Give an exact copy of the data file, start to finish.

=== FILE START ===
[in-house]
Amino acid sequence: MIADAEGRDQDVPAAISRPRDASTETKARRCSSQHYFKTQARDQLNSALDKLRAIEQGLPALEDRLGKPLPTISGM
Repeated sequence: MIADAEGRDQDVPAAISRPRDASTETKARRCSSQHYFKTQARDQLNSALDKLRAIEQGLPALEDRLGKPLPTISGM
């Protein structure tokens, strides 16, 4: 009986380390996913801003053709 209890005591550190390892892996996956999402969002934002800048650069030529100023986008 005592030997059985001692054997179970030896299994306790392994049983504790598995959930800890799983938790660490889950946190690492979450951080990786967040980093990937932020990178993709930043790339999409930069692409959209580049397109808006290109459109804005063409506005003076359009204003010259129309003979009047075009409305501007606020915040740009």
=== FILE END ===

[in-house]
Amino acid sequence: MIADAEGRDQDVPAAISRPRDASTETKARRCSSQHYFKTQARDQLNSALDKLRAIEQGLPALEDRLGKPLPTISGM
Repeated sequence: MIADAEGRDQDVPAAISRPRDASTETKARRCSSQHYFKTQARDQLNSALDKLRAIEQGLPALEDRLGKPLPTISGM
């Protein structure tokens, strides 16, 4: 009986380390996913801003053709 209890005591550190390892892996996956999402969002934002800048650069030529100023986008 005592030997059985001692054997179970030896299994306790392994049983504790598995959930800890799983938790660490889950946190690492979450951080990786967040980093990937932020990178993709930043790339999409930069692409959209580049397109808006290109459109804005063409506005003076359009204003010259129309003979009047075009409305501007606020915040740009």